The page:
Parallel Histories

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So I’ve been watching FlashForward, a show you might enjoy if you like Lost, but almost certainly won’t enjoy if you don’t, as it seems to be cobbled together out of similar concepts (the flashes, interconnectedness, predestination vs. free will) and many of the same actors. I like Lost, so I enjoy it.

In this week’s episode we had scenes with the President and Congress. The President is some old white dude, who, apparently, is in his second term, so reality on this show diverges from our own at least by 2004, we don’t know yet if he’s a Democrat or a Republican. 9/11 is referenced, so that has definitely happened too. Oddly, though, in playful lovers banter the two lesbian characters joke around a threesome with Sarah Palin and Hillary Clinton in space.

So apparently in the most recent election, Palin ran, not as this guy’s running mate. So he’s probably a Democrat. Did he run against Clinton in the primary?

I’m intrigued by Senator Clemente, who we are supposed to perceive as a bad guy, since she’s opposed to our established good guys. I think she’s a fictional stand-in for Clinton actually (which makes it weirder that they talk about Clinton’s actual existence. It’s a bit like in Jacqueline Susann’s book Dolores, which is thinly veiled novelization of Jackie Kennedy’s life (so thin as to barely be a veil) when they reference her new lover as being “as rich as Aristotle Onassis,” a) we get the point, and b) you already have an Aristotle Onassis in the book!). Clemente is a powerful lady Senator who believes she had had a good shot at the presidency if it weren’t for something the bureau chief did. He’s pretty disrespectful to her, actually, calling her by her first name (he says “Joyce,” but her name plate said “Jane.” Significant? Or mistake?) when she asks to be addressed as Senator, and snidely noting that he doubted she’d have a second term. (Implying perhaps that she ran in ’04?)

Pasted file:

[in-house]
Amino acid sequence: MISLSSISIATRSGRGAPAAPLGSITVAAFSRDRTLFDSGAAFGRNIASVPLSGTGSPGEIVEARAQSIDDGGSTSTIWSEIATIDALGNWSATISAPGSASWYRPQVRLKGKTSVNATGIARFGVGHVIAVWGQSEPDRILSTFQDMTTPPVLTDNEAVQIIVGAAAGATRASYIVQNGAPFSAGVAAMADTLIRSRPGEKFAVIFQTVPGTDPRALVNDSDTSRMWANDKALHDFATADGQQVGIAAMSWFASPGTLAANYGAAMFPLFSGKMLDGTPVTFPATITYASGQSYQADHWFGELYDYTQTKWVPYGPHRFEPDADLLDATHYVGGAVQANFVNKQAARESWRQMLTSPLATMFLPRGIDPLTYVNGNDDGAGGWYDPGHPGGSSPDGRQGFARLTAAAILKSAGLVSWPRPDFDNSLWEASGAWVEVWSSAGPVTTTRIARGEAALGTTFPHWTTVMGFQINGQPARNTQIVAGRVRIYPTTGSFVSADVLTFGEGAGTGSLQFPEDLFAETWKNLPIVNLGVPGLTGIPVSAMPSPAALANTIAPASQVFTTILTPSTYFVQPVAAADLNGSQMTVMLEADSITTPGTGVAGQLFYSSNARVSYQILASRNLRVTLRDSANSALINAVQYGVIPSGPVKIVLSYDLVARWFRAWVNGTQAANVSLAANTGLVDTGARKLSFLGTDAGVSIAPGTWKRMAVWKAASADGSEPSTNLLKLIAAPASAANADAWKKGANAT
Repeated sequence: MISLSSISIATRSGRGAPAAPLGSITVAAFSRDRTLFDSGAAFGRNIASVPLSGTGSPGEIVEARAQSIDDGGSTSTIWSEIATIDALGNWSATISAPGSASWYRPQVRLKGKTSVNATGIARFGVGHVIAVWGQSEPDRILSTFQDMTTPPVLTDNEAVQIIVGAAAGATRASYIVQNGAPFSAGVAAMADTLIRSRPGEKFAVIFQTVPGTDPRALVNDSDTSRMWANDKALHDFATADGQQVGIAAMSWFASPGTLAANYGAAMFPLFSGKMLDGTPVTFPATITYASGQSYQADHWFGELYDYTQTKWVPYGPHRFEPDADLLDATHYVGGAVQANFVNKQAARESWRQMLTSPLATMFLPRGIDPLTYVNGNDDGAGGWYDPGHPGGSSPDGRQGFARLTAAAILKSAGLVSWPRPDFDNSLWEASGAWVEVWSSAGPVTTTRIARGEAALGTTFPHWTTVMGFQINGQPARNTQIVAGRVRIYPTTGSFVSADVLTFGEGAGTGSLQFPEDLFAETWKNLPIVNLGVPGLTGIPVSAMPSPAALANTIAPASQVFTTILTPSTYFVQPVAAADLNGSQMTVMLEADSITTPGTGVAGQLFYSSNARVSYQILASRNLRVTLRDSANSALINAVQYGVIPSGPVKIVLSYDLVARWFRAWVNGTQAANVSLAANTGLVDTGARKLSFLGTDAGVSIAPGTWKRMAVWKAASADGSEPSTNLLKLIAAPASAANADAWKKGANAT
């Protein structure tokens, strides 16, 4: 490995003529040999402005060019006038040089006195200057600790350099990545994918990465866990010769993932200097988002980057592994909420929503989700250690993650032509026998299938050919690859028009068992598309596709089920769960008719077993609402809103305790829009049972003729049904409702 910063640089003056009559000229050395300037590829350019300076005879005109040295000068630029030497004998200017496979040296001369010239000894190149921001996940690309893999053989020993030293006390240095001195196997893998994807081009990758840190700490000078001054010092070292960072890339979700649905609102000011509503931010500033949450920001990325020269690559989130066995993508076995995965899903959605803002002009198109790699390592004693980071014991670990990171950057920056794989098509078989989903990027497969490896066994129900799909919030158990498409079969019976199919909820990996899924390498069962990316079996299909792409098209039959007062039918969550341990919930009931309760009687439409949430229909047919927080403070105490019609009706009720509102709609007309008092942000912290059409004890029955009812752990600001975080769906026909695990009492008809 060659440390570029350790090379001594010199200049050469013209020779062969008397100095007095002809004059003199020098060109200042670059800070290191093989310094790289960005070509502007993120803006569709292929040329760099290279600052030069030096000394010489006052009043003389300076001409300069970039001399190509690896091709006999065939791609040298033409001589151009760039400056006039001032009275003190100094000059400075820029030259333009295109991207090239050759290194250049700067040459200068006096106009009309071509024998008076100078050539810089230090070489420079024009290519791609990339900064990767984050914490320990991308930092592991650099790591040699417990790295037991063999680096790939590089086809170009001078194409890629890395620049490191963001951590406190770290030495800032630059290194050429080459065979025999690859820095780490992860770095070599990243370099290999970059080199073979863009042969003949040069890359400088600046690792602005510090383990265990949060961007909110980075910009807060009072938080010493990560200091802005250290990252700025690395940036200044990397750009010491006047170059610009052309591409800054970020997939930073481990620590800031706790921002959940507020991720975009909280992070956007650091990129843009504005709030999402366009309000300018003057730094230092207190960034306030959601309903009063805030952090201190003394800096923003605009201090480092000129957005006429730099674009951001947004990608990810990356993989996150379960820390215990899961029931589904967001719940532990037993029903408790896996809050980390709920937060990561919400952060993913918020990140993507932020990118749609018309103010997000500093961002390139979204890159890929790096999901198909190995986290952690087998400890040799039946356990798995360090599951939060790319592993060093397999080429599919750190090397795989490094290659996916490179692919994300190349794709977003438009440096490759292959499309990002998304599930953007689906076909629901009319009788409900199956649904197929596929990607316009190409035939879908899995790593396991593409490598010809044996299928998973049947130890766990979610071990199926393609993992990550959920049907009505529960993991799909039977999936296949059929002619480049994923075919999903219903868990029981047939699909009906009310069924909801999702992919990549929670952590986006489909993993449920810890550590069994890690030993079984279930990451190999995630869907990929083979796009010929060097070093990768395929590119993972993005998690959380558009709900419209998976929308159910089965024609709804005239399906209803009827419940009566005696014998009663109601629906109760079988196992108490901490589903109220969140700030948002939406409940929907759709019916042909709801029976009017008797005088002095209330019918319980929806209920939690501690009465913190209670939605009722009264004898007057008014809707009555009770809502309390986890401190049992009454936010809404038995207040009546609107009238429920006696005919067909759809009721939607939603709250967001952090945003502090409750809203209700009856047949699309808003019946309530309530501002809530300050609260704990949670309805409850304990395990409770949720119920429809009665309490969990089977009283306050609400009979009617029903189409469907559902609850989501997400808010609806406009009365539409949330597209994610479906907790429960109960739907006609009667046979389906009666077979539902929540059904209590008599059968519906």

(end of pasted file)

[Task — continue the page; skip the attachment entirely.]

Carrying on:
By the end of the episode she’s become Vice President, and she reveals that in her FF she was the President, following in the grand tradition of female Presidents on tv (cf Laura Roslin) that they only become president by succession, not by election.

It’s absurd to me that even when a writer can imagine a world where the whole planet blacks out at the same time for mysterious reasons, these same writers can’t imagine the US electing a woman president. I feel like, it’s “funny” because it’s true.

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3 Responses to “Parallel Histories”

  1. Silvie Says:

    “…even when a writer can imagine a world where the whole planet blacks out at the same time for mysterious reasons, these same writers can’t imagine the US electing a woman president.”

    Well, FF is actually based on a book by a sci-fi author (ironically, it’s probably his least-liked book) from Canada. A fairly constant theme in his books is that the U.S., in the next few decades, gets more and more conservative (the author himself is wildly liberal). I don’t know how much involvement he has in writing the series–there are MAJOR changes between the book and the show–but having a woman be elected even Vice President is an improvement on those grounds.

  2. gnatalby Says:

    Huh. That’s interesting to know. I had no idea FF was based on a book. Everything awesome comes from Canada.

  3. Booze. TV. Food. How Do *You* Spend Friday Nights? Says:

    [...] thanks to Liss, and I think Senator (now VP!) Clemente is seeeeecretly Hillary Clinton. How strange that even in a totally fictional world a woman can only become president thanks to [...]

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